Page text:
Horace Wilson
Historical Figure
Nationality: United Kingdom
Date of Birth: 1882
Date of Death: 1972
Cause of Death: Natural causes
Occupation: Politician
Political Party: Conservative Party
Fictional Appearances:
The War That Came Early
POD: July 20, 1936;
Relevant POD: September 29, 1938
Appearance(s): The Big Switch;
Coup d'Etat
Type of Appearance: Contemporary references
Political Office(s): Prime Minister of the United Kingdom
Southern Victory
POD: September 10, 1862
Appearance(s): In at the Death
Type of Appearance: Contemporary reference
Political Office(s): Prime Minister of the United Kingdom

Sir Horace John Wilson, GCB, GCMG, CBE (23 August 1882 - 19 May 1972) was a British government official who had a key role in the appeasement-oriented government of Neville Chamberlain just prior to World War II. Somewhat ironically, Wilson had been sent to meet personally with Adolf Hitler in September 1938 in advance of the Munich Conference, and affirm Britain's alliance with France and Czechoslovakia. This position changed in the Chamberlain administration in short order. Wilson subsequently admitted to feeling out of his depth in dealing with Hitler, and has been identified as one of those to blame for the actual appeasement.

Horace Wilson in The War That Came Early[]

In 1940, a few months after the "big switch" saw the United Kingdom and France join their former enemy Germany against their former ally the Soviet Union, Sir Horace Wilson succeeded Neville Chamberlain as Prime Minister of the United Kingdom.[1]

Wilson followed Chamberlain's tactic of keeping an eye on his opponents, using Scotland Yard officers to follow people.[2] Nonetheless, a group of politicians, led by Ronald Cartland were able to meet and discuss the less-than-democratic turn the country was taking.[3] Even so, Wilson survived a non-confidence vote in the closing weeks of 1940.[4]

However, as 1940 passed into 1941, Wilson's actions grew noticeably more ruthless. He was also more obsequious to the Nazis.[5] As the year went on, Wilson showed less tolerance of public protests.[6] More government (including King George VI himself) and military officials grew alarmed, but respect for constitutional principals held them all back from direct action.[7] Finally, in the Spring of 1941, after a few Wilson opponents (including former soldier Alistair Walsh) were arrested and detained without charges,[8] the military acted, arresting Wilson and his Cabinet, and freeing political prisoners.[9]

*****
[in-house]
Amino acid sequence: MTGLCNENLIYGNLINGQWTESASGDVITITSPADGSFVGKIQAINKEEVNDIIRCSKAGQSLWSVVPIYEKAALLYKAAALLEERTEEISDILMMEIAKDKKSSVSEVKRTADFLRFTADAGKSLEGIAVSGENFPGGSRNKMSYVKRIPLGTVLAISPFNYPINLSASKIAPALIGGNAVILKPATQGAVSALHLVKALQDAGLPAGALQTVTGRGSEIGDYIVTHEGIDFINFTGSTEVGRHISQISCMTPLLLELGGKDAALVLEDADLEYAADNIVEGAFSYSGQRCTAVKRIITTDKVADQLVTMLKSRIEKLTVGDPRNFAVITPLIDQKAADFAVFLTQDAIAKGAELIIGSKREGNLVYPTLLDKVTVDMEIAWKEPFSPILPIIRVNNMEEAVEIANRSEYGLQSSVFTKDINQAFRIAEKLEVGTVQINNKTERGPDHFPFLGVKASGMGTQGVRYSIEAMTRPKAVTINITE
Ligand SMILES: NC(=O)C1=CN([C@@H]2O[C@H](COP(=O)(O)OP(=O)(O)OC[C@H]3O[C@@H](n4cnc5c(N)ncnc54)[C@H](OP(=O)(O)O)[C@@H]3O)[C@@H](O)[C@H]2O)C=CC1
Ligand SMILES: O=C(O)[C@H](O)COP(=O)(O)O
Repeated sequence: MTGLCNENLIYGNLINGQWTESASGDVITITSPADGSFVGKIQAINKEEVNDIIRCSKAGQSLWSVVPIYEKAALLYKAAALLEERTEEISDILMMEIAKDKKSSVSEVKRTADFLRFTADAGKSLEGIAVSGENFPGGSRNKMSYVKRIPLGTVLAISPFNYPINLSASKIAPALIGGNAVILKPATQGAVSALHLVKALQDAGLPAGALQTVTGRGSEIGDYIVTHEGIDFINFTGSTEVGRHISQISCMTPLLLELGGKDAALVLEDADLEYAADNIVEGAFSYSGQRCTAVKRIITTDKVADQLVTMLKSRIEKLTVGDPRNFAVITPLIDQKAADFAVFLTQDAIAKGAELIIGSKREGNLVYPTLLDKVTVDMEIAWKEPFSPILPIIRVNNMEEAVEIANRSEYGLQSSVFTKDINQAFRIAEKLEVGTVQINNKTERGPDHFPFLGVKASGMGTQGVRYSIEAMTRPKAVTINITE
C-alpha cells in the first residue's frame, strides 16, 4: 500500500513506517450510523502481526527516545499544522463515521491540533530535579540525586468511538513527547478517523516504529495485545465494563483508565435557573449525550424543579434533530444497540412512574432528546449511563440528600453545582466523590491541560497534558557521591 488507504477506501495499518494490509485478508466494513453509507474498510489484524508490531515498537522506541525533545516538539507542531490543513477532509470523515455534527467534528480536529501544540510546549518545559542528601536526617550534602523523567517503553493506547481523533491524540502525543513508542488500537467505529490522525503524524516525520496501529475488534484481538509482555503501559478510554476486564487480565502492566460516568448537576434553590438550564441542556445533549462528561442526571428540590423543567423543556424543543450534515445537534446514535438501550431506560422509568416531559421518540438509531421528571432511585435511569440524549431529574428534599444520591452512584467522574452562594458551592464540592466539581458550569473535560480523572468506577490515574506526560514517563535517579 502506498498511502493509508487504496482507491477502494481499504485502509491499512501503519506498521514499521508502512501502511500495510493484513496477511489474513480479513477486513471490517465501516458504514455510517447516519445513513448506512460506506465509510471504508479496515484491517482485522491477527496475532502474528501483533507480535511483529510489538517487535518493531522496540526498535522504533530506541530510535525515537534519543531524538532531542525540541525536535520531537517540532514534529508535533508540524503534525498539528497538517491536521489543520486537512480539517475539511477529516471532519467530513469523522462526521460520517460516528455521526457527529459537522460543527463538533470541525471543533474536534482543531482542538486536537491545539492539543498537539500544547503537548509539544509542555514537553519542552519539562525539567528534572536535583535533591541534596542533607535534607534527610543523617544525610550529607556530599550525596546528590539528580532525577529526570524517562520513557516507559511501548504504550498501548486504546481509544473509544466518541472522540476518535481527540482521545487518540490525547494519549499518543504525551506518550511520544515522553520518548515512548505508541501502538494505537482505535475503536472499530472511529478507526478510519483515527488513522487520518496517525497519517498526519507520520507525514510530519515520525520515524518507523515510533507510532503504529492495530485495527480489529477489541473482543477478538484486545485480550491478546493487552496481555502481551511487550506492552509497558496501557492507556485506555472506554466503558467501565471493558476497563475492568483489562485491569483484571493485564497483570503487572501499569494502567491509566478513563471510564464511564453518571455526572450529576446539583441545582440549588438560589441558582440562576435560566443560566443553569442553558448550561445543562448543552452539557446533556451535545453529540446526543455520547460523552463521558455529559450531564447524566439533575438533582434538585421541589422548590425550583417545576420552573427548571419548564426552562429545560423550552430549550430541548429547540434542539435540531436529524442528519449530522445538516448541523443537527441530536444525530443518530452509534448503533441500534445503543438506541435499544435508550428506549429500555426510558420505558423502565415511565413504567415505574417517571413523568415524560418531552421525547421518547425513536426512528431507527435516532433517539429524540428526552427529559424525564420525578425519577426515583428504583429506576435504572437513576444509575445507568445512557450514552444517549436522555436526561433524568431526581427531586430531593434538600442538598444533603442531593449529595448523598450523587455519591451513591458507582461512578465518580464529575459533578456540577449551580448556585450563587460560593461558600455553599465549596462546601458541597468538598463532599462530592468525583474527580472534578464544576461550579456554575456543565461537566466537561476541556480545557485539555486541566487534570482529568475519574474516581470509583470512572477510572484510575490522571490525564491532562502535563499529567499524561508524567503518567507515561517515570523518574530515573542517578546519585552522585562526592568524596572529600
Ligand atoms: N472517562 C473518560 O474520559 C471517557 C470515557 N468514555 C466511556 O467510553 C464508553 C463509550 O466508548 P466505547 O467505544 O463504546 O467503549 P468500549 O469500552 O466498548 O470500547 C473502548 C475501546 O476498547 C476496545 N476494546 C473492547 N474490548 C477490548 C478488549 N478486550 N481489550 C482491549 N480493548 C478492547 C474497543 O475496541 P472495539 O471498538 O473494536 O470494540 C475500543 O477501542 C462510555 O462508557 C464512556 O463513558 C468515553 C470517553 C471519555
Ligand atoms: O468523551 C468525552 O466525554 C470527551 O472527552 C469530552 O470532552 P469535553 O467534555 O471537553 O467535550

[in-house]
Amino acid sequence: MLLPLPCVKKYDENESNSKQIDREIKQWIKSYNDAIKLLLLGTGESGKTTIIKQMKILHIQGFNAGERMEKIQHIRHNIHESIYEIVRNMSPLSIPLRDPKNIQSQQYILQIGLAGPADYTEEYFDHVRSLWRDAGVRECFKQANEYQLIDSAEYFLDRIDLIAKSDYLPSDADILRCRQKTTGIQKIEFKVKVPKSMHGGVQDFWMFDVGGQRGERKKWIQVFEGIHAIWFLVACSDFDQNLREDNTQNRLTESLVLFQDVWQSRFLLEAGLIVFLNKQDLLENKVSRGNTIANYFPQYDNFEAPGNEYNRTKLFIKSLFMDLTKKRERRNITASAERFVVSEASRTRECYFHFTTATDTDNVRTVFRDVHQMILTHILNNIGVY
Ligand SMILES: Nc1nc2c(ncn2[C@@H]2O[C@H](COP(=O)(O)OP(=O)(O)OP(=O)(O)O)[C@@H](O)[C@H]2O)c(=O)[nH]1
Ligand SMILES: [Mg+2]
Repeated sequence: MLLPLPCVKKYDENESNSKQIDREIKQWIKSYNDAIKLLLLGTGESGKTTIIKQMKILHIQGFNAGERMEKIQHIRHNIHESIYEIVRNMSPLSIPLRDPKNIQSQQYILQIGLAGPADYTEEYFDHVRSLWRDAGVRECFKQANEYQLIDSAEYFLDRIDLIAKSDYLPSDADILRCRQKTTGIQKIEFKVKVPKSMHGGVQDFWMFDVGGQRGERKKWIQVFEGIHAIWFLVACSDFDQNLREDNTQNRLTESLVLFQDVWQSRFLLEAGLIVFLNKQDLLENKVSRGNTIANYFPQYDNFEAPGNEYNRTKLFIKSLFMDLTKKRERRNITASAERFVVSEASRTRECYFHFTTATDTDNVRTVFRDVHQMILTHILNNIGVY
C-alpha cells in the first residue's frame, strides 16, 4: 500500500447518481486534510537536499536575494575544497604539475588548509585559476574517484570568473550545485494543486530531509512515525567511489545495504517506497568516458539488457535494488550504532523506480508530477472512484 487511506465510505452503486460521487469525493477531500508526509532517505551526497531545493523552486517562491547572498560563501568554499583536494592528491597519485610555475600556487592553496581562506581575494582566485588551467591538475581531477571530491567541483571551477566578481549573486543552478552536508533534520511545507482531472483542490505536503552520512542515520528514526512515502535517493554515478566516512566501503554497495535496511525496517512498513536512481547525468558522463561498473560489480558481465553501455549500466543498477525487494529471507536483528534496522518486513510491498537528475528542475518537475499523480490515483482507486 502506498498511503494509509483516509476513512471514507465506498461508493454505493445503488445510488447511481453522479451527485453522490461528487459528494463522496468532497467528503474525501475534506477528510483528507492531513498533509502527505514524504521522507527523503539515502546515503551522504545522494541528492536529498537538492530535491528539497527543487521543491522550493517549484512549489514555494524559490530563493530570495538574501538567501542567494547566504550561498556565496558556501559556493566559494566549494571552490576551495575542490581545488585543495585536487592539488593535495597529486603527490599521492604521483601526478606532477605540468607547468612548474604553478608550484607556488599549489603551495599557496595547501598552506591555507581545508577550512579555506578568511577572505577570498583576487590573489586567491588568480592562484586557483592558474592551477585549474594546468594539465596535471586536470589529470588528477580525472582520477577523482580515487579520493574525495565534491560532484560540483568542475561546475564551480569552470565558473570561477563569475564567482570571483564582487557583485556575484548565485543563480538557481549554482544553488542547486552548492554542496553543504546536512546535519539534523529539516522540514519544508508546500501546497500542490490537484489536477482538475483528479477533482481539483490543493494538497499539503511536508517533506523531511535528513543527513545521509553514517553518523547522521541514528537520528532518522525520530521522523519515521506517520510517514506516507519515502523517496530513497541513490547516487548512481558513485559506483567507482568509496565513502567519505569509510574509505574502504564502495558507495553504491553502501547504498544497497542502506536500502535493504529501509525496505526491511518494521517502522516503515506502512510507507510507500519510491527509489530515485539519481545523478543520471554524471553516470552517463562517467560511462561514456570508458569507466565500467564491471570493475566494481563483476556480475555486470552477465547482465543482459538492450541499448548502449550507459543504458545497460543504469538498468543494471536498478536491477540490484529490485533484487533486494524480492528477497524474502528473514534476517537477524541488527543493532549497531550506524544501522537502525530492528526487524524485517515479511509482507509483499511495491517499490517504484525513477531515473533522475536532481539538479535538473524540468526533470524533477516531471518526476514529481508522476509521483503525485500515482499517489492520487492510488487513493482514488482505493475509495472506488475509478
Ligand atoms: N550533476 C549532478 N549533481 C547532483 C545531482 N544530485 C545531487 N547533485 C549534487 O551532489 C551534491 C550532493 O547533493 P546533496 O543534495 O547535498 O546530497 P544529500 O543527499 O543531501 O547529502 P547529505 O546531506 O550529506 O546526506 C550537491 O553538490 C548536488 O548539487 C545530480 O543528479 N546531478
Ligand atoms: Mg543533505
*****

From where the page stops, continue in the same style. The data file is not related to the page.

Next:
The new interim government, mindful of its "extra-constitutional" status, did not execute Wilson. He was held in preventive detention, from which he was able to write out endless complaints to friendly newspapers.[10] In the meantime, the U.K. went back to war with Germany.[11]

Horace Wilson in Southern Victory[]

In 1944, Sir Horace Wilson led a vote of non-confidence against the government of Winston Churchill following the dropping of three German superbombs on Britain in one day, and the failure of the Royal Air Force to respond in kind. Upon the collapse of Churchill's government, Wilson formed a provisional government as Prime Minister and immediately sued for peace with Germany.[12]


  1. The Big Switch, pg. 339.
  2. Id., at pg. 342.
  3. Id., pg. 342-344.
  4. Id., pg. 408.
  5. Coup d'Etat, pg. 22, HC.
  6. Ibid., pg. 104.
  7. Ibid., pgs. 91-94.
  8. See, e.g., pg 134.
  9. Ibid., pgs. 151-152.
  10. Ibid., pgs. 187-188.
  11. Ibid., pg. 187.
  12. In at the Death, pgs. 363-68.
Political offices
Preceded by
Sir Warren Fisher
Head of the Home Civil Service
Succeeded by
Edward Bridges, 1st Baron Bridges
Political offices
(The War That Came Early)
Preceded by
Neville Chamberlain
Prime Minister of the United Kingdom
Succeeded by
Interim Military Government
Political offices
(Southern Victory)
Preceded by
Winston Churchill
Prime Minister of the United Kingdom
Succeeded by
Incumbent at series' end, 1945